, you are responsible for the copayment of the purchase in the Initial Coverage phase plus cost-sharing on the amount of the purchase that exceeds your Medicare Part D plan's Initial Coverage Limit ($4,660 in 2023
and $5,030 in 2024
However, in such a situation you will only pay up to the point where the combined cost-sharing (including the brand-name Donut Hole discount
) is less than the retail cost of the medication -- meaning you never pay more than the medication negotiated retail cost.
As background, this question is an example of a "Straddle Claim
" - where a single prescription purchase straddles two or more phases of your Medicare Part D prescription drug coverage.
In this situation, both the amount of your copayment or cost-sharing for your medication purchase and how close you were to the Initial Coverage Limit
will be important in the actual drug cost-sharing calculation - or what you actually pay at the pharmacy.
Example #1 - 2023:
If you are purchasing a tier 3 brand-name formulary drug with a
$135 copay (the drug has a $700 retail cost) – and this year you have
already purchased drugs with a retail cost totaling $4,360 – and your
plan’s 2023 initial coverage limit
is $4,660 (you have only $300 until
reaching the Coverage Gap
) – your cost-sharing will be calculated by
adding your copay ($135 in our example) and 25% of the drug’s retail
cost carrying over into the Coverage Gap.
So, in our example,
$300 of the drug’s $700 retail price will meet your plan’s $4,660 initial coverage limit
with the remaining retail cost of $400 ($700 - $300) carrying over into
the Coverage Gap where you get the 75% Donut Hole discount on this
retail-cost balance for an added cost of $100 (25% of $400).
means that your total drug cost-sharing for this straddle claim is $135 +
$100 = $235. Your next purchase will no longer be a straddle claim and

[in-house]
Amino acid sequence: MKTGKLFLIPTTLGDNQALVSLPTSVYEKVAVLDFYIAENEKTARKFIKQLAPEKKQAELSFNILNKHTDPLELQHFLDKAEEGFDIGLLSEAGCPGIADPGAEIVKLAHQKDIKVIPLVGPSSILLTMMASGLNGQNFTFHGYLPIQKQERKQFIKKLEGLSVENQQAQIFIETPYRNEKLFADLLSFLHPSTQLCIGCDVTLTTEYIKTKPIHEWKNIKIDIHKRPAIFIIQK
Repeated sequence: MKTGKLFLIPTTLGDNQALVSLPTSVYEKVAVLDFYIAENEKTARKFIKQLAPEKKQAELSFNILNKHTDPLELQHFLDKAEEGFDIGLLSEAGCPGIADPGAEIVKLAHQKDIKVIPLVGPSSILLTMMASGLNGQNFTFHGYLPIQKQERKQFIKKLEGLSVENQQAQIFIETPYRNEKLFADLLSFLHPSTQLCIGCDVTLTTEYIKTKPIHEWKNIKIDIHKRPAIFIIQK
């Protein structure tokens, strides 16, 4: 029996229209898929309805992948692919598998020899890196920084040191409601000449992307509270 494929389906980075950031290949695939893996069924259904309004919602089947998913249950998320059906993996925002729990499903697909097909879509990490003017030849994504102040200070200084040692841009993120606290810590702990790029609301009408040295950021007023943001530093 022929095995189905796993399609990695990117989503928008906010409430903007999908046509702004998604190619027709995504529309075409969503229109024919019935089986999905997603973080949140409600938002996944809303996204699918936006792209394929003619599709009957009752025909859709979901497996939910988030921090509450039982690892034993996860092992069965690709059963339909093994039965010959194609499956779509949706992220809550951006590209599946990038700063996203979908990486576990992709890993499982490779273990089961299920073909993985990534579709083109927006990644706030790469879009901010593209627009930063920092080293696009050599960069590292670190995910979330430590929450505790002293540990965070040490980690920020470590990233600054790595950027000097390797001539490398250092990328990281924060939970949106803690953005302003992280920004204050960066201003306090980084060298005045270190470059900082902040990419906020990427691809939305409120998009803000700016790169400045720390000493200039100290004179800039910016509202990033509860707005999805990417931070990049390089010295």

will fall only in the Coverage Gap where you will pay 25% of the full
retail price of $700 or $175 ($700 x 25%).
In summary, your cost for this drug will change as you move through your Part D coverage phases:
- Cost-sharing of purchase solely in the Initial Coverage phase: $135
- Cost-sharing of this example Straddle Claim: $235 ($135 + $100)
- Cost-sharing of purchase solely in the Coverage Gap: $175
Example #2 - 2024:
You purchase a brand-name formulary Medicare
Part D medication that has a retail price of $260 (total retail cost)
and you usually pay your plan's a $60 copayment for the medication.
Using the 2024 Initial Coverage Limit of $5,030 -
If your total
annual retail medication costs are already at $4,930, then you only need
$100 more to reach the 2024 initial Coverage Limit of $5,030. (Click here to read more about the 2024 Initial Coverage Limits
So $100 of the $260 retail drug cost falls into your plan's Initial
Coverage Phase (where you will pay a $60 copay) and the remaining $160
falls into your 2024 Coverage Gap or Donut Hole where you are receive a
75% discount on all formulary drugs.
Therefore, you will pay the $60 copayment on the medication -- plus the
discounted portion of the $160 that falls into your Donut Hole where
you receive the 75% discount (you pay 25% of the retail cost balance or
25% of $160 = $40) for a total cost of $100 ($60 + $40).
To see another example, please see our Frequently Asked Question: "How does the Medicare Donut Hole Discount apply to a drug purchases that crosses from the Initial Coverage Phase into the Coverage Gap?
" (this FAQ also includes CMS support of the straddle claim calculations).
Click here if you would like to see another FAQ example
and explanation of what happens when you buy a medication and
the cost moves you into the Donut Hole portion of your Medicare Part D
Question: Can the cost of my "straddle claim" be more than my retail cost?
Behind the scenes of your prescription purchase, your
Medicare plan checks to make sure you will pay less for your medications
than the negotiated retail drug price by using what they call the "lesser of" logic
- meaning, you will never be charged more than retail for your medication.
Since, in this example, you would pay $100 ($60+$40) and this cost is
less than the retail cost of $260 - then the lesser-of rule is
satisfied. If however, the total cost (including what you pay with the
Donut Hole discount) exceeds the retail cost, you only will pay the